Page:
Cocaine causes a buildup of dopamine that’s more pronounced than most natural activities. Your reward center quickly picks up on this activity, which sends your mood and energy levels skyrocketing. Your brain can’t tell the difference between cocaine use and healthy activities, so it treats cocaine like an important life-sustaining activity. You’ll begin to experience compulsions to use cocaine that are so powerful, they overshadow other needs like going to work, personal hygiene, and your health.
Addiction often goes hand in hand with chemical dependence. Using cocaine may start as recreation, but once you become dependent on the drug, you may take it just to feel normal or stave off uncomfortable withdrawal symptoms. These uncomfortable symptoms only strengthen your substance use disorder and make it harder to stop using the drug.
Cocaine use was once widespread to the point when it was the subject of its own epidemic. It stabilized in the 2000s, but the use of the powerful stimulant remains relatively high today. According to the 2018 National Survey on Drug Use and Health, an estimated 5.5 billion people over age 12 used cocaine within the past year. That accounts for 2 percent of the U.S. population.
In 2018, 112,000 adolescents between the ages of 12-17 used cocaine in the past year. Young adults between ages 18 and 25 represent the age category with the highest percentage of cocaine use, with 5.8 percent of the people in this category using the drug in the past year. 3.5 million adults over the age of 26 used cocaine.
Cocaine use may be stable, but it’s only complicated by the current opioid epidemic. Mixing opioids with cocaine may mask some of each drug’s effects, increasing the risk for an overdose.
Though cocaine addiction is a chronic disease that can worsen over time without intervention, it can be effectively treated. Cocaine addiction treatment will be personalized to your needs and may involve several levels of care and unique therapy options.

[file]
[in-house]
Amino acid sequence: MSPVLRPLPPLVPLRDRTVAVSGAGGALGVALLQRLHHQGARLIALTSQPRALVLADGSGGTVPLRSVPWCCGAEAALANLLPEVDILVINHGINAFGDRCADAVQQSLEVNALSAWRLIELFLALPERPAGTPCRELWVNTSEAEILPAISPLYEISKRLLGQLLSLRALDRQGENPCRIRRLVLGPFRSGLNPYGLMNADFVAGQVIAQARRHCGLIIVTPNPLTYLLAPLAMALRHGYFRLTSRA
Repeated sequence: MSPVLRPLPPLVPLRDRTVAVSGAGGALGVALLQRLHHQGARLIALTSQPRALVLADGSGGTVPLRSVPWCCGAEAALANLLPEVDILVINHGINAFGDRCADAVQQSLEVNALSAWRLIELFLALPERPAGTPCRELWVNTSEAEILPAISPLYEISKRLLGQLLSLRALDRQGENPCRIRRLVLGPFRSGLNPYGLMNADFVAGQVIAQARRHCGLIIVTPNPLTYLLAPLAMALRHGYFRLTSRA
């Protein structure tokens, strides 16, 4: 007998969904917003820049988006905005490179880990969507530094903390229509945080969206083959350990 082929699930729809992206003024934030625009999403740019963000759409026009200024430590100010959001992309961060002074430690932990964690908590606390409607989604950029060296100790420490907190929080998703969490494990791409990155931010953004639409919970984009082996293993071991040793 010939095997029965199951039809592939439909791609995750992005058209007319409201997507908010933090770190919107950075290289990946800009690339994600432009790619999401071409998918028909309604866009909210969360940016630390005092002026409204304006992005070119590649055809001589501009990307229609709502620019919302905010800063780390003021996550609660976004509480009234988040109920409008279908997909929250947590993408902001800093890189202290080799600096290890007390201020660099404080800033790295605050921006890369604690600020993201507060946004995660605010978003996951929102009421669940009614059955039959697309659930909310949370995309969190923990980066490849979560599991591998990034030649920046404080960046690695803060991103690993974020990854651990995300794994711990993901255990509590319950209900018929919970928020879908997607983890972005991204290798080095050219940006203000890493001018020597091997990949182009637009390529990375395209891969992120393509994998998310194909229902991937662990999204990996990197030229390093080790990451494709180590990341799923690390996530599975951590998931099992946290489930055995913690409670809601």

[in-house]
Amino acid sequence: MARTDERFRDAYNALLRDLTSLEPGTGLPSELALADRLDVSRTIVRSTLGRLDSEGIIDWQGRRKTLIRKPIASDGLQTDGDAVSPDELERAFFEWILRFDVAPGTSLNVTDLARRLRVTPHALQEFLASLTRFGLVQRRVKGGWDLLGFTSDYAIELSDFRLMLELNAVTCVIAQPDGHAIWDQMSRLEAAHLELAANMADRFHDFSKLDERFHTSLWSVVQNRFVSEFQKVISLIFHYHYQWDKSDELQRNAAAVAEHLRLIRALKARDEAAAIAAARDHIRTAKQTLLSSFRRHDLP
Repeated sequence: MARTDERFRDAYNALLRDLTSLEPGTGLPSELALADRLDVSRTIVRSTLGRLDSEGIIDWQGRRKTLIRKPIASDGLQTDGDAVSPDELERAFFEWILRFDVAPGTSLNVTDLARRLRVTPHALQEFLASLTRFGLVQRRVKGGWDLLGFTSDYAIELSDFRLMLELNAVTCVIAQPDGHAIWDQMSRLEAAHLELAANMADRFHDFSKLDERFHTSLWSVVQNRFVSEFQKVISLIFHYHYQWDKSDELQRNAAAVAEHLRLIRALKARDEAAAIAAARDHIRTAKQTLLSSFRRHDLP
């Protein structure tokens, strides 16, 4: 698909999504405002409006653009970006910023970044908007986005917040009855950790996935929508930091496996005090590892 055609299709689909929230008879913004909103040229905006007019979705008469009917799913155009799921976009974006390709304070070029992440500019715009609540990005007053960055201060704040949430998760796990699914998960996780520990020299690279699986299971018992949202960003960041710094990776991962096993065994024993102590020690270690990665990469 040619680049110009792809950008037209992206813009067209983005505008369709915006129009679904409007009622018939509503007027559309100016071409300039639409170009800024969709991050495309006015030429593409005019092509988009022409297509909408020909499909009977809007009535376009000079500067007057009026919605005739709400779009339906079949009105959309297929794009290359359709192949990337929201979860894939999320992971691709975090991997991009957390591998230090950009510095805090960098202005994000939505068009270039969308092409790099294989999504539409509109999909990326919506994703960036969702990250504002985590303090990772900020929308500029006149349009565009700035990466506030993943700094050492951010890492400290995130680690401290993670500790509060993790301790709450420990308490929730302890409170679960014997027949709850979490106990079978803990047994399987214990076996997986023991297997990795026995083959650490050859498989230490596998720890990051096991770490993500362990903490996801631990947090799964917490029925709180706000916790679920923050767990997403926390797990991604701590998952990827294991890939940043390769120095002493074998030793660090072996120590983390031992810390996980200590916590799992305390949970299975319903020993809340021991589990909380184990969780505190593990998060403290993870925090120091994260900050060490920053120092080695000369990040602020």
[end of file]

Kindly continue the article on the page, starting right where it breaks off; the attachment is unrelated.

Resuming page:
When you start an addiction treatment program, addiction care professionals conduct an intake and assessment process to find the right level of care for your needs. The higher level of needs you have when it comes to biological, psychological, and social issues, the higher the level of care you may need to go through.
Detox is the highest level of care, and it’s reserved for people who are going through substance withdrawal and may have related or unrelated medical conditions. Cocaine doesn’t usually cause life-threatening withdrawal symptoms, but it can cause severe discomfort, fatigue, and psychological symptoms. In some cases, stimulant withdrawal may cause deep depression, which can lead to suicidal thoughts or actions.
The level of care below detox is inpatient (residential) treatment, which involves medically monitored or clinically managed services. When you can live on your own without danger to your health or recovery, you may move onto an outpatient program. Intensive outpatient treatment involves more than nine hours of treatment services per week, and partial hospitalization requires more than 20 hours each week. Outpatient treatment involves fewer than nine hours of treatment per week.
Each stage of treatment may involve several therapy options. You’ll likely attend individual and group therapy sessions each week. In some cases, you could attend family therapy. Behavioral therapies are also common, especially cognitive behavioral therapy, to help people overcome addiction.
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American Psychiatric Association. (2017, January). What Is Addiction? Retrieved from https://www.psychiatry.org/patients-families/addiction/what-is-addiction
National Institute on Drug Abuse. (2018, July). Cocaine. Retrieved from https://www.drugabuse.gov/publications/drugfacts/cocaine
Psychology Today. (n.d.). Dopamine. Retrieved from https://www.psychologytoday.com/us/basics/dopamine
SAMHSA. (2018). Key Substance Use and Mental Health Indicators in the United States. Retrieved from https://www.samhsa.gov/data/sites/default/files/cbhsq-reports/NSDUHNationalFindingsReport2018/NSDUHNationalFindingsReport2018.pdf